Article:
Now switch to Arrangement view. This technique cannot be done in Session view. Drag the file into the Track Display, and use the zoom options so that the waveform fills up a comfortable amount of the screen. Place the first transient and type Ctrl+E (or Ctrl-click and select 'Split'). This splits the Clip at the Insert Marker. Repeat at each transient that denotes a 'blob' of sound (for instance kick drum and snare beats, hi-hat hits and so on). This is tricky, because you don't want to break up a continuous sound with a split, nor do you want to miss a transient by not adding a split. Experience will make this process easier, but for now, try to make sure that each slice is a discrete piece of sound. Snapping to the grid can be very helpful with files that have quantised rhythms, but don't be afraid to turn off snapping if the transient falls slightly ahead of or behind the beat. The important consideration is to slice exactly at the transient's beginning; it's likely that zooming in will be necessary.
At this point, change the tempo as a 'reality check'. The Clip will speed up and slow down, as with a standard file loaded into Live. But now we need to 'individualise' each slice, and anchor it to the bar, beat and tick position at which it was cut. To do this, select all the sliced audio clips and make sure the Clip Overview tab is selected in the lower right corner of the Live window. It should show 'X Audio Clips Selected', where X is the number of slices in the loop. Disable the Warp option (in the Samples section of the Clip View) by clicking on the Warp button so that it's grey instead of yellow. Now slow down the tempo by 20 percent or so — for example, if the loop was cut at 120bpm, change the tempo to 96bpm. Each Clip will now reflect its true, not stretched, duration at that tempo. As a result, each Clip will now appear to be 20 percent shorter in duration. When you click on Play, you'll hear the loop play back, and note that the fidelity of each slice is exactly the same as it was originally — there are no artifacts, flams, or other compromises with respect to fidelity. Cool! Now speed up the tempo as high as you'd like. The audio quality remains the same; note how the space between the decay of one slice and the attack of the next slice 'tightens up'.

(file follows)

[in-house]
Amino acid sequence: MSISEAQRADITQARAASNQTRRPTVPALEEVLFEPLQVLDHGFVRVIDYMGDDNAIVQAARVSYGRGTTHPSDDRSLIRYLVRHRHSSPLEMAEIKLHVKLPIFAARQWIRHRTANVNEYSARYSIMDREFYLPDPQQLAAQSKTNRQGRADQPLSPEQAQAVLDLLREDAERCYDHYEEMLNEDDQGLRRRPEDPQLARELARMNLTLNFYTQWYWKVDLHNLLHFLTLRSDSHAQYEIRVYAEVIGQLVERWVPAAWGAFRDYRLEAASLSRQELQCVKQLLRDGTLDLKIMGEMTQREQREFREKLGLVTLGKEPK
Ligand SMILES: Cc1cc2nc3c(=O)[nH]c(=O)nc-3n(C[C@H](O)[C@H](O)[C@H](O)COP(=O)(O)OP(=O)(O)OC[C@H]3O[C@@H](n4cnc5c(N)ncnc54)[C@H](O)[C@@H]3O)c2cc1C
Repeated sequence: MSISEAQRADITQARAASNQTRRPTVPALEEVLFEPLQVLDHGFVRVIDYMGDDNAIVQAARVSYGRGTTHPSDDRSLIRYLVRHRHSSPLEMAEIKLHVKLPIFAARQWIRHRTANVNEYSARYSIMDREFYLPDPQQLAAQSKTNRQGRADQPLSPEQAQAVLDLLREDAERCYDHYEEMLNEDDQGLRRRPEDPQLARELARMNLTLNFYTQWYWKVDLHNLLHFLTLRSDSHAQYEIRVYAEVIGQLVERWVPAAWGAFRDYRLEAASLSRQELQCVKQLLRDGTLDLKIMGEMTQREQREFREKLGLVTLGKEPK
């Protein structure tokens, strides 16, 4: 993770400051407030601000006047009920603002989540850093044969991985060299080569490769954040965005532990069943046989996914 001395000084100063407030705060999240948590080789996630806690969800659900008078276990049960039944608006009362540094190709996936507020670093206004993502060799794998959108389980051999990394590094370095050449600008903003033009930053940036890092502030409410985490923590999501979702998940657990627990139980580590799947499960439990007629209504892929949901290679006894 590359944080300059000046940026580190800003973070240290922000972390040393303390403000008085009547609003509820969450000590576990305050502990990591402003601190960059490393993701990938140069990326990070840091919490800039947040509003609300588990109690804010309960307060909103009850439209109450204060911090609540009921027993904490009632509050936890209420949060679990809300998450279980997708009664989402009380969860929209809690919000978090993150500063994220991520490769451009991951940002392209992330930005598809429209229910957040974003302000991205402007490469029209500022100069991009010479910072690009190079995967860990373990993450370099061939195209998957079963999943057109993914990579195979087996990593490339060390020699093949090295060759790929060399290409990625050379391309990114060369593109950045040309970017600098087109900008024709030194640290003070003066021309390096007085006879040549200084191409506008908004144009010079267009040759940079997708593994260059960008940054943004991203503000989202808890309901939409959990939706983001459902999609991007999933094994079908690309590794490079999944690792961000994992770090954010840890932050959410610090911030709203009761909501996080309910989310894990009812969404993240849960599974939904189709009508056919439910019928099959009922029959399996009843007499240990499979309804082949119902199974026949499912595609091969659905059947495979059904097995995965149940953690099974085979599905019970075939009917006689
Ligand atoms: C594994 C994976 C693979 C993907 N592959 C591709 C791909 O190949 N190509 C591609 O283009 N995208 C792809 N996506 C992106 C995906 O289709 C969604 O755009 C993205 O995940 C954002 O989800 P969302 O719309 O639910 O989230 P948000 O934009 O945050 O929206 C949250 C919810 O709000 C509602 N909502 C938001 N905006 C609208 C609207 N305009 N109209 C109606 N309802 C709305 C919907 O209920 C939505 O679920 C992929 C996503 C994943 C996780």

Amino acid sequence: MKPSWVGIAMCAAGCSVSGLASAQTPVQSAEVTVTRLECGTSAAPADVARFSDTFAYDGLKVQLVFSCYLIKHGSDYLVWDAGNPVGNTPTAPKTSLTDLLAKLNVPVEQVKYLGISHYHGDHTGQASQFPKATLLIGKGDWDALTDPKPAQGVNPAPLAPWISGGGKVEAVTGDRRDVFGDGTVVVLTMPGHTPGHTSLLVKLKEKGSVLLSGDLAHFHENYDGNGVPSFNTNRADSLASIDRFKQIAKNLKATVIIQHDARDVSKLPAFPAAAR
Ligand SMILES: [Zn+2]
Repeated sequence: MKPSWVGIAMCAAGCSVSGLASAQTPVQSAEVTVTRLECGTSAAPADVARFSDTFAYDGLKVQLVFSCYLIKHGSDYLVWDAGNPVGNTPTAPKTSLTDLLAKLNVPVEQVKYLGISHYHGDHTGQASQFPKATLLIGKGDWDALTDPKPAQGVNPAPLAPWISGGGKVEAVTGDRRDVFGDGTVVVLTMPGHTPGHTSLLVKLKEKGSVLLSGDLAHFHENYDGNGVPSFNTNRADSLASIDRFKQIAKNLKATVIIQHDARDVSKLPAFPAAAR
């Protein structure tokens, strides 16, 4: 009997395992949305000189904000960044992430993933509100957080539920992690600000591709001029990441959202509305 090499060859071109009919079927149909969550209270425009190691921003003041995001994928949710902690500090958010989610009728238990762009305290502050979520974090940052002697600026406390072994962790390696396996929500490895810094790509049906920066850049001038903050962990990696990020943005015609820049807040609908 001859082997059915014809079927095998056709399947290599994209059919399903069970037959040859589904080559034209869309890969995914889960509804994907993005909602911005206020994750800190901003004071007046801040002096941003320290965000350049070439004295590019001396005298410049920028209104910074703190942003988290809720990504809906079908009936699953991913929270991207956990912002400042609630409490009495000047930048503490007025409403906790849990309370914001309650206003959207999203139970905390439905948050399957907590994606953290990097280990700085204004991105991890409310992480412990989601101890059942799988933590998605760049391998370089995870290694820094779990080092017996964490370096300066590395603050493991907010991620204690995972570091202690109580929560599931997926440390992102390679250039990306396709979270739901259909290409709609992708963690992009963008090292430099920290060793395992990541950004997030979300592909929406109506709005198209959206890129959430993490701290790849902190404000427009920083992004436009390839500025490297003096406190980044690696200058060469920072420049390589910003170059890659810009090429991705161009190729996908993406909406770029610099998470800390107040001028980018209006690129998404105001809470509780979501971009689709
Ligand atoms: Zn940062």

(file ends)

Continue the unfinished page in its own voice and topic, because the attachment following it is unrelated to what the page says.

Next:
We've accomplished what we've set out to do: create a file that sounds virtually identical over a wide tempo range, with no artifacts or DSP to alter the sound.
A brief aside here: the fade button is extremely useful when doing slicing, so check out the effects of checking or unchecking this option (remember to make sure that all slices are selected). Without fade applied, any abrupt transition at the beginning or end of a slice might produce a click. Applying the fade function minimises any possible click.
Although we've described how to create REX-type slicing in Live, you may also want to use standard REX files. This is easy to do if you export to a WAV or AIFF file, which is one of the functions provided in Propellerhead's Recycle program. It also helps if you know what the Live Project's tempo will be, but that's not essential; after importing, if you need to tweak the file tempo a bit, you can use Live's stretching options.
To prepare a REX file for use in Live:
1. Load the REX file into Recycle.
2. Turn on the Preview button (to the left of the transport Stop button) and adjust the Tempo control to match the Live Project tempo.
3. Adjust Recycle's options for the best sound quality (Stretch, for example, adds decay if needed for loops that are slowed down).
4. Go to the Process menu and tick 'Export as One Sample'. Otherwise, each slice will be exported as an individual file.
5. Go to File / Export. Select the filename and either Wave or Audio IFF format.
6. Specify the sample rate and bit depth used in your Live project, click on OK, and the file is exported.
7. Load the file into Live. Although it has lost its REX properties, you can of course use Live's stretching options if needed to change tempo.